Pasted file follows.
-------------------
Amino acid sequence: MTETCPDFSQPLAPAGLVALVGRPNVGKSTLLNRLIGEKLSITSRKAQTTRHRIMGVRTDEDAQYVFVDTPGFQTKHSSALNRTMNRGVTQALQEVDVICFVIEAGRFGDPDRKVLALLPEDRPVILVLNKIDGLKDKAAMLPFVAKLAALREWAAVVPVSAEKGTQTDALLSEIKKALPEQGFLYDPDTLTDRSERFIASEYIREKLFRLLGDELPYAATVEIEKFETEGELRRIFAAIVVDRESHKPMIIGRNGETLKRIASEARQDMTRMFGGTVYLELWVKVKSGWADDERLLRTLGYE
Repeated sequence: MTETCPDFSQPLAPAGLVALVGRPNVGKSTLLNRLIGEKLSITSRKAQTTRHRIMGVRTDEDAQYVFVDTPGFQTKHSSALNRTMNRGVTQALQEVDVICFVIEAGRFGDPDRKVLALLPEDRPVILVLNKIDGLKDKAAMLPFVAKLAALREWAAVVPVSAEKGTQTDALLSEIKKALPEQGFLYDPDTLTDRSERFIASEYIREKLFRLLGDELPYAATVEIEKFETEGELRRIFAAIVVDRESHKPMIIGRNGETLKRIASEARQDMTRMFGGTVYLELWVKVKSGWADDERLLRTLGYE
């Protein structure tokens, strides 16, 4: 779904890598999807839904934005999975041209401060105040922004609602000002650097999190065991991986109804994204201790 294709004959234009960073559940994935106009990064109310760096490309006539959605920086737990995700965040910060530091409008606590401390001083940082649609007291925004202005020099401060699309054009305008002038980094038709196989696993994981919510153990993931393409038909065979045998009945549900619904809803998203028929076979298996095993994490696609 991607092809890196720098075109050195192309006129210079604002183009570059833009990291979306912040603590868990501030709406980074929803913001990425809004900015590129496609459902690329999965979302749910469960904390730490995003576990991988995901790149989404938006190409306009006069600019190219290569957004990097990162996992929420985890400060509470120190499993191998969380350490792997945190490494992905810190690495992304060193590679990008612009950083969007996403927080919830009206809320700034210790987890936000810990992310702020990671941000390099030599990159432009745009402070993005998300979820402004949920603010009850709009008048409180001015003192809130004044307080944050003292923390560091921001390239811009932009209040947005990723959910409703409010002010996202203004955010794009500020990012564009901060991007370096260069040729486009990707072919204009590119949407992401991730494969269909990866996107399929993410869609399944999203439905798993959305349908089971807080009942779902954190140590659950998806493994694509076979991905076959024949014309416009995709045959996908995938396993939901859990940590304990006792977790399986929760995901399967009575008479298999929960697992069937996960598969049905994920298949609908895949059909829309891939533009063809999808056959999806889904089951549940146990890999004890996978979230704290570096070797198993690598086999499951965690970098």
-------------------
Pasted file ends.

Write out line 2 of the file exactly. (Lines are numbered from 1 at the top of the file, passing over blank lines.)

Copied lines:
Repeated sequence: MTETCPDFSQPLAPAGLVALVGRPNVGKSTLLNRLIGEKLSITSRKAQTTRHRIMGVRTDEDAQYVFVDTPGFQTKHSSALNRTMNRGVTQALQEVDVICFVIEAGRFGDPDRKVLALLPEDRPVILVLNKIDGLKDKAAMLPFVAKLAALREWAAVVPVSAEKGTQTDALLSEIKKALPEQGFLYDPDTLTDRSERFIASEYIREKLFRLLGDELPYAATVEIEKFETEGELRRIFAAIVVDRESHKPMIIGRNGETLKRIASEARQDMTRMFGGTVYLELWVKVKSGWADDERLLRTLGYE